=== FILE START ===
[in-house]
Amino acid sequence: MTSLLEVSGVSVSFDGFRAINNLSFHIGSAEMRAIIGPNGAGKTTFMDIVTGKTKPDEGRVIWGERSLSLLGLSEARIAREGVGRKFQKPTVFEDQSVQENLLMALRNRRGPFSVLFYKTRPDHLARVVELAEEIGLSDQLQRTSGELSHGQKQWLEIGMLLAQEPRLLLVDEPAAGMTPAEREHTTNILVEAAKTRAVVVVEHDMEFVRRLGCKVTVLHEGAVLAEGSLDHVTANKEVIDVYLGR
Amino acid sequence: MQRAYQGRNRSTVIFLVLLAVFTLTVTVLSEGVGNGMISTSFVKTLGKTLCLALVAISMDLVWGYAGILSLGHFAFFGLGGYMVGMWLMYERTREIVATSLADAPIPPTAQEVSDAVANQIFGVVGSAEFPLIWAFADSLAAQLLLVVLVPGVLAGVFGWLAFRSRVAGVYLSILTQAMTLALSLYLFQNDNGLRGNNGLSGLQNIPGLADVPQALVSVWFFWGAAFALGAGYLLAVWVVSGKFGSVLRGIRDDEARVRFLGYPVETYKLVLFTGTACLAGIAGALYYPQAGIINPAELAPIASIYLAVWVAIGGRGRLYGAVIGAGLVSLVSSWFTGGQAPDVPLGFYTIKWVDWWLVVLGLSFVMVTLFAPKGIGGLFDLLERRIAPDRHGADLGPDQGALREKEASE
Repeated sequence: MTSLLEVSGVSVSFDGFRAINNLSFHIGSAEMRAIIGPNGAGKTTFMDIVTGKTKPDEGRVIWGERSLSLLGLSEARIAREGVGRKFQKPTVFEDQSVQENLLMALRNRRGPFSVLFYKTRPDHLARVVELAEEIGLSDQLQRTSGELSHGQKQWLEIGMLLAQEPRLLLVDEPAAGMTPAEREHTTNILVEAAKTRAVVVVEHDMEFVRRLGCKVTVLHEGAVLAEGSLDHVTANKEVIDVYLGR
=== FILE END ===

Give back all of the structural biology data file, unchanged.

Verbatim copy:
[in-house]
Amino acid sequence: MTSLLEVSGVSVSFDGFRAINNLSFHIGSAEMRAIIGPNGAGKTTFMDIVTGKTKPDEGRVIWGERSLSLLGLSEARIAREGVGRKFQKPTVFEDQSVQENLLMALRNRRGPFSVLFYKTRPDHLARVVELAEEIGLSDQLQRTSGELSHGQKQWLEIGMLLAQEPRLLLVDEPAAGMTPAEREHTTNILVEAAKTRAVVVVEHDMEFVRRLGCKVTVLHEGAVLAEGSLDHVTANKEVIDVYLGR
Amino acid sequence: MQRAYQGRNRSTVIFLVLLAVFTLTVTVLSEGVGNGMISTSFVKTLGKTLCLALVAISMDLVWGYAGILSLGHFAFFGLGGYMVGMWLMYERTREIVATSLADAPIPPTAQEVSDAVANQIFGVVGSAEFPLIWAFADSLAAQLLLVVLVPGVLAGVFGWLAFRSRVAGVYLSILTQAMTLALSLYLFQNDNGLRGNNGLSGLQNIPGLADVPQALVSVWFFWGAAFALGAGYLLAVWVVSGKFGSVLRGIRDDEARVRFLGYPVETYKLVLFTGTACLAGIAGALYYPQAGIINPAELAPIASIYLAVWVAIGGRGRLYGAVIGAGLVSLVSSWFTGGQAPDVPLGFYTIKWVDWWLVVLGLSFVMVTLFAPKGIGGLFDLLERRIAPDRHGADLGPDQGALREKEASE
Repeated sequence: MTSLLEVSGVSVSFDGFRAINNLSFHIGSAEMRAIIGPNGAGKTTFMDIVTGKTKPDEGRVIWGERSLSLLGLSEARIAREGVGRKFQKPTVFEDQSVQENLLMALRNRRGPFSVLFYKTRPDHLARVVELAEEIGLSDQLQRTSGELSHGQKQWLEIGMLLAQEPRLLLVDEPAAGMTPAEREHTTNILVEAAKTRAVVVVEHDMEFVRRLGCKVTVLHEGAVLAEGSLDHVTANKEVIDVYLGR